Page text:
A statue of Canning Town-born footballer Jack Leslie, who was blocked from playing for England because of his skin colour, has been unveiled after a campaign.

Jack began his career at Barking FC before going on to play for Plymouth Argyle.

Crowds gathered outside Home Park, Plymouth's ground, to see the statue's reveal on Friday (October 7).

During Jack's time at Plymouth, where he scored 137 goals in 400 appearances, he was chosen to play for England in 1925.

Barking and Dagenham Post: Jack Leslie, pictured seated behind a trophy, with fellow Barking FC players from the 1921-22 season. Picture: Barking FCJack Leslie, pictured seated behind a trophy, with fellow Barking FC players from the 1921-22 season. Picture: Barking FC (Image: Barking FC)

He was the first black player to receive an England call-up but when the selection committee realised he was black, they deselected him.

The Football Association has awarded Jack an honorary cap to "right this historical wrong" and recognise his career and contribution to the sport and society.

Jack's three granddaughters Lyn Davies, Leslie Hiscott and Gill Carter were among those in attendance at the unveiling ceremony.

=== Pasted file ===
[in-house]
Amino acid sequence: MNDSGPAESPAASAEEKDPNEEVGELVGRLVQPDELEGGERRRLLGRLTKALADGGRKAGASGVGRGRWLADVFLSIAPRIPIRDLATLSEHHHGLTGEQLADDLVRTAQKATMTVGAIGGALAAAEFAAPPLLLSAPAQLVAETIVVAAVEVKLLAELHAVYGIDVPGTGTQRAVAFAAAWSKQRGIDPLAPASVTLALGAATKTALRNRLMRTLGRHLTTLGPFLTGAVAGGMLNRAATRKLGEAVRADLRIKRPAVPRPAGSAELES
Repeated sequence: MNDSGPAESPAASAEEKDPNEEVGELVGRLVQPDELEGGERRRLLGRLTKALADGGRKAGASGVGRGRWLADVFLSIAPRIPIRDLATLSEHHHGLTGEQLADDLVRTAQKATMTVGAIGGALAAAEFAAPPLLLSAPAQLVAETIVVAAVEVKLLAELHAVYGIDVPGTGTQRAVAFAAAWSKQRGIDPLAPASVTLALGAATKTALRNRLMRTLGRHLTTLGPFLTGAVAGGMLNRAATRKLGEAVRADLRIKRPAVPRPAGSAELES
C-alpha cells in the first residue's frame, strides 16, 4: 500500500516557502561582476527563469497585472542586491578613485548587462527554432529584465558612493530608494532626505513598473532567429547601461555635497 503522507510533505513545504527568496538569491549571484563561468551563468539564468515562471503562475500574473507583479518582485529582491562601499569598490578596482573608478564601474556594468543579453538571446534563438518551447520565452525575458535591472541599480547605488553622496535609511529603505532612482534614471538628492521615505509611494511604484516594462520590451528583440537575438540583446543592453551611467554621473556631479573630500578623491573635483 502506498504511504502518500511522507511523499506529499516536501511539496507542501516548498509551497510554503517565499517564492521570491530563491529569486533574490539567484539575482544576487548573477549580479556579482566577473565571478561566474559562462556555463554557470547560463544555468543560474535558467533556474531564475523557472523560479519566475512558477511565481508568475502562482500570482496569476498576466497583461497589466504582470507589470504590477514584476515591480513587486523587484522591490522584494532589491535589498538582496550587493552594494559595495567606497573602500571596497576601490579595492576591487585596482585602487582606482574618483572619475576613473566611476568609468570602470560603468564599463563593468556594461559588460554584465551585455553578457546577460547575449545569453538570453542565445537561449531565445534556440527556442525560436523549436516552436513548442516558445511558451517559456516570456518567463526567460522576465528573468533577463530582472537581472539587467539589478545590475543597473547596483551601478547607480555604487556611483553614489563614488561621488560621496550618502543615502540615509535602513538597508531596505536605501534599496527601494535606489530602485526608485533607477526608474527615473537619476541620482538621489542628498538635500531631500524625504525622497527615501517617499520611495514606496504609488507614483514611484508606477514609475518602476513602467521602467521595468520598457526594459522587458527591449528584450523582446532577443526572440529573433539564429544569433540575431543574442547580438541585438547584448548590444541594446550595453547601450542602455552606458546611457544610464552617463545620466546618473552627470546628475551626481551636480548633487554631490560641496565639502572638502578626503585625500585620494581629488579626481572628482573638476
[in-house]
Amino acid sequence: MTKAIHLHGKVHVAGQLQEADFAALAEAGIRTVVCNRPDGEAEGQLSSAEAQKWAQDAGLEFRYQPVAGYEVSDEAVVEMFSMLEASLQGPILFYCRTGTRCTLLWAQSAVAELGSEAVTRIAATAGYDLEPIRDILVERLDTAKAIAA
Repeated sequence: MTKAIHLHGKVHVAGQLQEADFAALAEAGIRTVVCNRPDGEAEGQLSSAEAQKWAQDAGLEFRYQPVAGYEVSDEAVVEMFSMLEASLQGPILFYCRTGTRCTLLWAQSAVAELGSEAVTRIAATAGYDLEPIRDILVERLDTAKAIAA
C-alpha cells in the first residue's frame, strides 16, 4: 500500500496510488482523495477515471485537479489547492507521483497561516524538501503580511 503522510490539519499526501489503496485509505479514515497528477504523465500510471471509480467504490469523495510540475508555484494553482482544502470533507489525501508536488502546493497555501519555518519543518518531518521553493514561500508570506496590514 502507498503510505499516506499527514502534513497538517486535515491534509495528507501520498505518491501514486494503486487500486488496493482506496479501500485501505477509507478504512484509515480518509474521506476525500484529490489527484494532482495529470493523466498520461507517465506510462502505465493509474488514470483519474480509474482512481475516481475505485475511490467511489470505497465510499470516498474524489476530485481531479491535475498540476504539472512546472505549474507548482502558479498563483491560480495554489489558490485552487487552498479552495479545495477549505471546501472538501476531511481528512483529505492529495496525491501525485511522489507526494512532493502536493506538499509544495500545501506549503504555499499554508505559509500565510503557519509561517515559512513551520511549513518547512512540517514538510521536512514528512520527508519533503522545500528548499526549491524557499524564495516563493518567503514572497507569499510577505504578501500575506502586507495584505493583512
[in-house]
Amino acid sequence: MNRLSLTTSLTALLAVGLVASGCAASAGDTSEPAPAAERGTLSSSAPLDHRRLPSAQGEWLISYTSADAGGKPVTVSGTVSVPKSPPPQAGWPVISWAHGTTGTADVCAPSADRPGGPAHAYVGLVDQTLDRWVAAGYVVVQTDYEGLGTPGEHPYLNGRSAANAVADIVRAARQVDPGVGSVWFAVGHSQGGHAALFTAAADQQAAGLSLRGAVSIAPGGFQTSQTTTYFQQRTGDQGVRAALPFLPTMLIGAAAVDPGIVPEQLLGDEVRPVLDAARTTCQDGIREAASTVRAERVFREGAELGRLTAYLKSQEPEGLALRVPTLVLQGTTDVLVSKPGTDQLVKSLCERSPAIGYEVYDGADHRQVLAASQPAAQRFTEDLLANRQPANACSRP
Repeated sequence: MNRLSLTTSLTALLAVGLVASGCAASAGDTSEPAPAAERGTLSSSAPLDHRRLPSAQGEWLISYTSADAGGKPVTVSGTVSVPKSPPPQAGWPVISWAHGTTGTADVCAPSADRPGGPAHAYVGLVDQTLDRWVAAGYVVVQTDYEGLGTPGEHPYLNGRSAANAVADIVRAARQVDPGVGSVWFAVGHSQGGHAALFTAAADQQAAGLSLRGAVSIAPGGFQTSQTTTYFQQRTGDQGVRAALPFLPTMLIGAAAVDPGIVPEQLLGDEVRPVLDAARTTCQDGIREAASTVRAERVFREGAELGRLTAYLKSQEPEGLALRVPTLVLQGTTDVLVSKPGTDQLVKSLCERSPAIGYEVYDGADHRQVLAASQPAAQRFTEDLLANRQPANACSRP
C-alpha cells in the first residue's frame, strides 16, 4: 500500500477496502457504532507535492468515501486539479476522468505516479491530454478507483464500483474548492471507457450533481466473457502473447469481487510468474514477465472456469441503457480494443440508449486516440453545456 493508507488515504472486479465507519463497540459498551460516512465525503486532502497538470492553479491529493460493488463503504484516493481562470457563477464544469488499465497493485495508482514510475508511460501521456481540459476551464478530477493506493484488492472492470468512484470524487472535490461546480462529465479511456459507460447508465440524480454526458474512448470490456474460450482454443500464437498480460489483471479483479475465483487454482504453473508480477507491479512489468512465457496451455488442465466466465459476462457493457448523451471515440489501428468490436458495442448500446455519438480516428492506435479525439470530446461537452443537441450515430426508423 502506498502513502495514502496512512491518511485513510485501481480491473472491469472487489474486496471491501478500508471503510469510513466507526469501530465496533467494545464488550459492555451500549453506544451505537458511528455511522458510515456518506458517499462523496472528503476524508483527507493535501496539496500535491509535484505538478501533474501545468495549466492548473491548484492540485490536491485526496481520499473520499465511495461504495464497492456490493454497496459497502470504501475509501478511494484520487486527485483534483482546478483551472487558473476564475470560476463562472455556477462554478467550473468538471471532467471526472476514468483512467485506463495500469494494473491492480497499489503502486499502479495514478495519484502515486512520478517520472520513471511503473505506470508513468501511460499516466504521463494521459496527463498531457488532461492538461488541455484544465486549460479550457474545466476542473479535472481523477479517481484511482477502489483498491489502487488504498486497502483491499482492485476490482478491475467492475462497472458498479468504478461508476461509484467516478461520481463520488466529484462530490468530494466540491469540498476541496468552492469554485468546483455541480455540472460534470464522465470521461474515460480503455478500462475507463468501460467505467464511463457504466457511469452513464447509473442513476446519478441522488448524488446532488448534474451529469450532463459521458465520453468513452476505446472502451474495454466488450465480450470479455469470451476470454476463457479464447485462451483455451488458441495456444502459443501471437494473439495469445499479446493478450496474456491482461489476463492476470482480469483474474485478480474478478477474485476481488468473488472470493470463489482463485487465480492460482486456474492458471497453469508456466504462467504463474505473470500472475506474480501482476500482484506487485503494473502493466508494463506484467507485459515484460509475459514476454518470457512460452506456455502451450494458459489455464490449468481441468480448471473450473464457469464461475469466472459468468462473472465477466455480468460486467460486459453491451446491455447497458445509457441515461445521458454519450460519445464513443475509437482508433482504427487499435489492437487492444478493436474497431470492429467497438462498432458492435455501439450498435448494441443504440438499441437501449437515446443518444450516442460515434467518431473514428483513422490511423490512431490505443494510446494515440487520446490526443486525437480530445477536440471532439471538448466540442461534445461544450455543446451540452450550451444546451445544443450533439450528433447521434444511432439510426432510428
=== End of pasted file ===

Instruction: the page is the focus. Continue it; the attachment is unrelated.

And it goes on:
Leslie said: "I am immensely proud and very emotional to be here. This occasion means so much for us that, at long last, our grandad is getting the recognition he deserves.

"The fact he has been awarded a posthumous cap is the icing on the cake."

He was the only black professional footballer in the country for much of his career.

After retiring from the game in 1934, Jack later worked in the West Ham United bootroom for 15 years.

A campaign to honour Jack with the statue, backed by the likes of Barking FC, Hammers legend Sir Trevor Brooking and Barking MP Dame Margaret Hodge, launched in 2020.

The scheme was co-founded by Plymouth Argyle fans Matt Tiller and Greg Foxsmith.

Greg said: "This statue doesn't just recognise his significant prowess as an Argyle player but, more importantly, remembers what happened to Jack Leslie in 1925 when he was denied his chance to play because of the colour of his skin."

FA chair Debbie Hewitt described Jack as "a true football legend".

She added: "We have made progress in recent years to ensure that English football is more diverse and inclusive and a game for all.

"We owe a huge debt of gratitude to Jack and to his family for comprehensively and consistently driving positive change through football.

"We are pleased to support this campaign and to recognise Jack’s career."